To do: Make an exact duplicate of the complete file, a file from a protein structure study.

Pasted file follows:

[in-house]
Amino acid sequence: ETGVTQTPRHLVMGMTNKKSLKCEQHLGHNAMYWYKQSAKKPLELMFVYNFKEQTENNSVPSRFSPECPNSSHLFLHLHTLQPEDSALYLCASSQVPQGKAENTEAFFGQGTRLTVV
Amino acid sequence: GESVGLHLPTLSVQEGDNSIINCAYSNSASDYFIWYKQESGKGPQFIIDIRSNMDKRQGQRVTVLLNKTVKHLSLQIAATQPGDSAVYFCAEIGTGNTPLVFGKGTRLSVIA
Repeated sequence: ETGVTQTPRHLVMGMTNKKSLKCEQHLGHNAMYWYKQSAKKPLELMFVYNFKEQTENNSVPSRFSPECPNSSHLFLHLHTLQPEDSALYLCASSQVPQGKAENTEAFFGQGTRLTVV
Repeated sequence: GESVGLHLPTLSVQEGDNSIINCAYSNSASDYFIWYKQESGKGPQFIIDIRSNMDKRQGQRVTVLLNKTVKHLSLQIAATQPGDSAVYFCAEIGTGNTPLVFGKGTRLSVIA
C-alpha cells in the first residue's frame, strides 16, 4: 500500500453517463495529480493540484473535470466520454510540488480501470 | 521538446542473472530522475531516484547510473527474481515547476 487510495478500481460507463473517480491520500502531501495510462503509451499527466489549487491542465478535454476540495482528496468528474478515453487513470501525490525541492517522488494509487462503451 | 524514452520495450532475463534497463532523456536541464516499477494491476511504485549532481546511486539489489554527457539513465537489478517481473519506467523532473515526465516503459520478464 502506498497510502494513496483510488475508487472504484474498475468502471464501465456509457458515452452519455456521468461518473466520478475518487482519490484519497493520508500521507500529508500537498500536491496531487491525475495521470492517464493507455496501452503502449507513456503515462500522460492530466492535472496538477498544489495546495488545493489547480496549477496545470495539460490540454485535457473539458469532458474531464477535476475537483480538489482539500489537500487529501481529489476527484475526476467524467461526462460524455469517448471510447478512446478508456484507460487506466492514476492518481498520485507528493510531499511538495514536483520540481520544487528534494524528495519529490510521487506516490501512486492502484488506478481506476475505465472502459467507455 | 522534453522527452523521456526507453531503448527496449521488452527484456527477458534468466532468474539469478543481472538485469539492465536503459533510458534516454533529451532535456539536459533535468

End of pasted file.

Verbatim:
[in-house]
Amino acid sequence: ETGVTQTPRHLVMGMTNKKSLKCEQHLGHNAMYWYKQSAKKPLELMFVYNFKEQTENNSVPSRFSPECPNSSHLFLHLHTLQPEDSALYLCASSQVPQGKAENTEAFFGQGTRLTVV
Amino acid sequence: GESVGLHLPTLSVQEGDNSIINCAYSNSASDYFIWYKQESGKGPQFIIDIRSNMDKRQGQRVTVLLNKTVKHLSLQIAATQPGDSAVYFCAEIGTGNTPLVFGKGTRLSVIA
Repeated sequence: ETGVTQTPRHLVMGMTNKKSLKCEQHLGHNAMYWYKQSAKKPLELMFVYNFKEQTENNSVPSRFSPECPNSSHLFLHLHTLQPEDSALYLCASSQVPQGKAENTEAFFGQGTRLTVV
Repeated sequence: GESVGLHLPTLSVQEGDNSIINCAYSNSASDYFIWYKQESGKGPQFIIDIRSNMDKRQGQRVTVLLNKTVKHLSLQIAATQPGDSAVYFCAEIGTGNTPLVFGKGTRLSVIA
C-alpha cells in the first residue's frame, strides 16, 4: 500500500453517463495529480493540484473535470466520454510540488480501470 | 521538446542473472530522475531516484547510473527474481515547476 487510495478500481460507463473517480491520500502531501495510462503509451499527466489549487491542465478535454476540495482528496468528474478515453487513470501525490525541492517522488494509487462503451 | 524514452520495450532475463534497463532523456536541464516499477494491476511504485549532481546511486539489489554527457539513465537489478517481473519506467523532473515526465516503459520478464 502506498497510502494513496483510488475508487472504484474498475468502471464501465456509457458515452452519455456521468461518473466520478475518487482519490484519497493520508500521507500529508500537498500536491496531487491525475495521470492517464493507455496501452503502449507513456503515462500522460492530466492535472496538477498544489495546495488545493489547480496549477496545470495539460490540454485535457473539458469532458474531464477535476475537483480538489482539500489537500487529501481529489476527484475526476467524467461526462460524455469517448471510447478512446478508456484507460487506466492514476492518481498520485507528493510531499511538495514536483520540481520544487528534494524528495519529490510521487506516490501512486492502484488506478481506476475505465472502459467507455 | 522534453522527452523521456526507453531503448527496449521488452527484456527477458534468466532468474539469478543481472538485469539492465536503459533510458534516454533529451532535456539536459533535468